More Sydneysiders are set to become pet owners with increasingly flexible work from home policies and new New South Wales laws reducing strata’s blanket pet ban.
The laws that come into effect this week mean bylaws that unreasonably forbid the keeping of pets in strata buildings will be invalid.
That’s good news as Australia has one of the highest pet ownership rates in the world.
Almost two-thirds of homes have at least one pet while about half of Australian households own a dog, according to University of Melbourne research.
Billbergia Group Development Director, Planning and Design, Saul Moran, said that the benefits of pet ownership should be more widely available to apartment owners.
He explained developers should be encouraging and planning for pet ownership – rather than just permitting it.
“Pets are good for us, and also good for our communities,” Mr Moran said.
“There is plenty of research showing the health benefits of owning a pet.
“One of the biggest benefits [of pet ownership] for the community is social cohesion – something we’ve witnessed through our developments at Wentworth Point and Rhodes.
“People with dogs stop and talk to each other because dogs create the environment for interaction.
“Feedback from residents in the area also tells us that having pet-friendly facilities makes apartment living a more desirable option.”
Wentworth Point resident Emily Ross met new neighbours and even formed a WhatsApp ‘puppy parent’ group after buying one-year-old Cavoodle, Wally, last year.
“My husband and I have lived in Wentworth Point for seven years and there are a lot of puppies around,” Mrs Ross said.
“Our lounge room looks onto one of the busier main streets and every couple of minutes a dog walks past and Wally looks out to spot his friends.
“Having Wally has created more connections for us. We are part of a puppy parent club. A group of us met in the summer last year before lockdown hit.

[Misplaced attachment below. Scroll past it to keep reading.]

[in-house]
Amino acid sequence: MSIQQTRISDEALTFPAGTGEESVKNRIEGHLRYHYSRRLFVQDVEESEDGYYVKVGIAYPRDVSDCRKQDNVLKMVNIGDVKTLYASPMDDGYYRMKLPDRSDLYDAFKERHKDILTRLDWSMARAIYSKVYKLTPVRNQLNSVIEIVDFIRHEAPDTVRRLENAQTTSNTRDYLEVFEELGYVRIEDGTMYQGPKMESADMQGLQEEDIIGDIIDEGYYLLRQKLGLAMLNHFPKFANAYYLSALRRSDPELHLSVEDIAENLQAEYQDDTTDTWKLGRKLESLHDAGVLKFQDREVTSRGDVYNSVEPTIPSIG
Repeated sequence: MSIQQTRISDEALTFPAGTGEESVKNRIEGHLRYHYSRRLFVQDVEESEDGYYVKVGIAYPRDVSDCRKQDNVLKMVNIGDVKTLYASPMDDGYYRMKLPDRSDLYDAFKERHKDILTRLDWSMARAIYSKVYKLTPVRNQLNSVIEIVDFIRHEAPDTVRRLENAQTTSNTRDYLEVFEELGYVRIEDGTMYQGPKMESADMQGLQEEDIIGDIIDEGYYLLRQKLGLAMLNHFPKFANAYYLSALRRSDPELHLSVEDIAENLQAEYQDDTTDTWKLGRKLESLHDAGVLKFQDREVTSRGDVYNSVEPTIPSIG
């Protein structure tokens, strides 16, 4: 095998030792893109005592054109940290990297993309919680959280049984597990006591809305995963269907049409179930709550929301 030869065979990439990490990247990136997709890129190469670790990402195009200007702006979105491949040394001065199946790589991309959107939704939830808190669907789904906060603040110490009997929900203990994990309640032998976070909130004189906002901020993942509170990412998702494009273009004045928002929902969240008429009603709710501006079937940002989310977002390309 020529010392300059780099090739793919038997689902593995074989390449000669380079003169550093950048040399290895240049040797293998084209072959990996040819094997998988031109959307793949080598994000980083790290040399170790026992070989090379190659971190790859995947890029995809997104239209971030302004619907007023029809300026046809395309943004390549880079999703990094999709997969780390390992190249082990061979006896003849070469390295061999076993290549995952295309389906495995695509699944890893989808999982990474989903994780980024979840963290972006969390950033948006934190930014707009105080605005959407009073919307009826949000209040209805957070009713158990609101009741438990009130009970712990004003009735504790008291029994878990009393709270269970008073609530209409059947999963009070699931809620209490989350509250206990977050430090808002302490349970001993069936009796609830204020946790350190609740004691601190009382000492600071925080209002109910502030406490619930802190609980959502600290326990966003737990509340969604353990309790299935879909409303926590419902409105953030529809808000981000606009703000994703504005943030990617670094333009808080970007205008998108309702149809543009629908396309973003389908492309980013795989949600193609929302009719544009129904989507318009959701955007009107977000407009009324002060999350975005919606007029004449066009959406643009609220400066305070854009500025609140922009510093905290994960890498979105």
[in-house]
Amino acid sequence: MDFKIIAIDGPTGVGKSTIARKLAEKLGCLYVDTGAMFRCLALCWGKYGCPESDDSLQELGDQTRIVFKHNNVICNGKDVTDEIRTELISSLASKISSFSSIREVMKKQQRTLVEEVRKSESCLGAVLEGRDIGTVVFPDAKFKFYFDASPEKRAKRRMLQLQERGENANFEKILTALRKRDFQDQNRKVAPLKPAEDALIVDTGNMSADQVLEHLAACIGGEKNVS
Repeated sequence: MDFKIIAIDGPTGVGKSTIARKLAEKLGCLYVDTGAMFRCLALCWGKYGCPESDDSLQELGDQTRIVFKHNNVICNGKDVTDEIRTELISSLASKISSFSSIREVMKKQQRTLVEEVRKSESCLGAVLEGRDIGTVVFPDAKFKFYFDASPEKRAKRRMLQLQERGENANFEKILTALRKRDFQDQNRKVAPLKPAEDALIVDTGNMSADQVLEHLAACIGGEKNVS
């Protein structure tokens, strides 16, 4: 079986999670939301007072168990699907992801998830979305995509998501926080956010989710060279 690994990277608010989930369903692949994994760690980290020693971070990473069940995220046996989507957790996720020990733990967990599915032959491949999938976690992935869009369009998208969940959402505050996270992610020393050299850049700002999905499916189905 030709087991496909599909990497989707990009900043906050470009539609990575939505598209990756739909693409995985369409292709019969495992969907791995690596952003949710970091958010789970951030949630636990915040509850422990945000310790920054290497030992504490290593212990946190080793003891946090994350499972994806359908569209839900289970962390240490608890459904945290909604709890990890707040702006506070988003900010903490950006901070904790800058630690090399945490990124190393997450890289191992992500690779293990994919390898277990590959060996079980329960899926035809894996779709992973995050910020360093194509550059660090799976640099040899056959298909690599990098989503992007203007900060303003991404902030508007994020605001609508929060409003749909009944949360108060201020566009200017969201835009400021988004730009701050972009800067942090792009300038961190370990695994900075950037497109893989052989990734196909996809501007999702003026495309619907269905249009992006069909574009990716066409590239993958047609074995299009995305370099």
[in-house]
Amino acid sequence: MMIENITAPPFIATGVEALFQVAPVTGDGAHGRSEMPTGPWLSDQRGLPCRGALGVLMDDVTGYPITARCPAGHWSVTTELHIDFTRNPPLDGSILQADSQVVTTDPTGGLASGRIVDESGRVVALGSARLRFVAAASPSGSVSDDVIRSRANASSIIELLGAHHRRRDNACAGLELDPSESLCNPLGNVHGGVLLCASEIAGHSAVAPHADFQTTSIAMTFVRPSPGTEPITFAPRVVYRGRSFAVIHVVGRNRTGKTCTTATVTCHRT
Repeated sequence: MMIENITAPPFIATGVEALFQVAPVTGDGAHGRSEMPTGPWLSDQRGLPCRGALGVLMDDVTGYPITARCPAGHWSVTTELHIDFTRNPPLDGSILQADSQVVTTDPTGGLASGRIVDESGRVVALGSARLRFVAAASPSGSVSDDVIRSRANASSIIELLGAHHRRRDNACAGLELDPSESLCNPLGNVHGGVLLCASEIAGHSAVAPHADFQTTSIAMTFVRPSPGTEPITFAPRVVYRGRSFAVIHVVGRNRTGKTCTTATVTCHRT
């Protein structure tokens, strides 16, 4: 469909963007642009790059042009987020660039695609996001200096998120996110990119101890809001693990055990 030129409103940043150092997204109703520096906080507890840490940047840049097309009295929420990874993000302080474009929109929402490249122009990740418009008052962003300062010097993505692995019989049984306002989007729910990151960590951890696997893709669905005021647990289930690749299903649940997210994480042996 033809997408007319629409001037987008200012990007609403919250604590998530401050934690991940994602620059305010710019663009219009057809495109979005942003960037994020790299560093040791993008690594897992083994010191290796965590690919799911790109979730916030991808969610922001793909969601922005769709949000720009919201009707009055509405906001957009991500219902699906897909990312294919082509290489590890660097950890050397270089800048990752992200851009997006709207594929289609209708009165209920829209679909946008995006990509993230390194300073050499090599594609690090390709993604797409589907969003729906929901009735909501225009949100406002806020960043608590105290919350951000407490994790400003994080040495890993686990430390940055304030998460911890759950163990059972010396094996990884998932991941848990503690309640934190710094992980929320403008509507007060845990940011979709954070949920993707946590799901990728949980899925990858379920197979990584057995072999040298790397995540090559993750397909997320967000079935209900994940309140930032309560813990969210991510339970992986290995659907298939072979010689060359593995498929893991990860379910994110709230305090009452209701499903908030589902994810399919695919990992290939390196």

“We’d all walk our dogs and take them for a play. Wally made friends with the other dogs. My husband and I got talking to their owners.
Mrs Ross says creating a WhatsApp group had allowed the neighbours to stay in touch during lockdown and they share photos of their dogs, but also other things such as what they’ve cooked for dinner that night.
“My husband is a shift worker and we don’t have family super close but I feel comfortable to rely on the puppy parents’ group if I ever needed anything urgently,” she said.
“We’ve sort of created our own family.”
Mr Moran said there are clear benefits in encouraging pet ownership in these communities.
“The sense of community is stronger with residents making use of the shared spaces, meeting up and getting to know each other’s canine companions. Some of the local dogs have become local celebrities,” he said of Billbergia.
The property development group also noted the responsibilities that come with having more pets around.
“We need to consider the whole community and their visitors – not just pet owners,” Mr Moran said.
“So, we ensure there is extra support seven days a week to help keep the environment enjoyable for all.
“We provide free doggy litter bags and ensure common areas, such as footpaths, are cleaned twice daily.”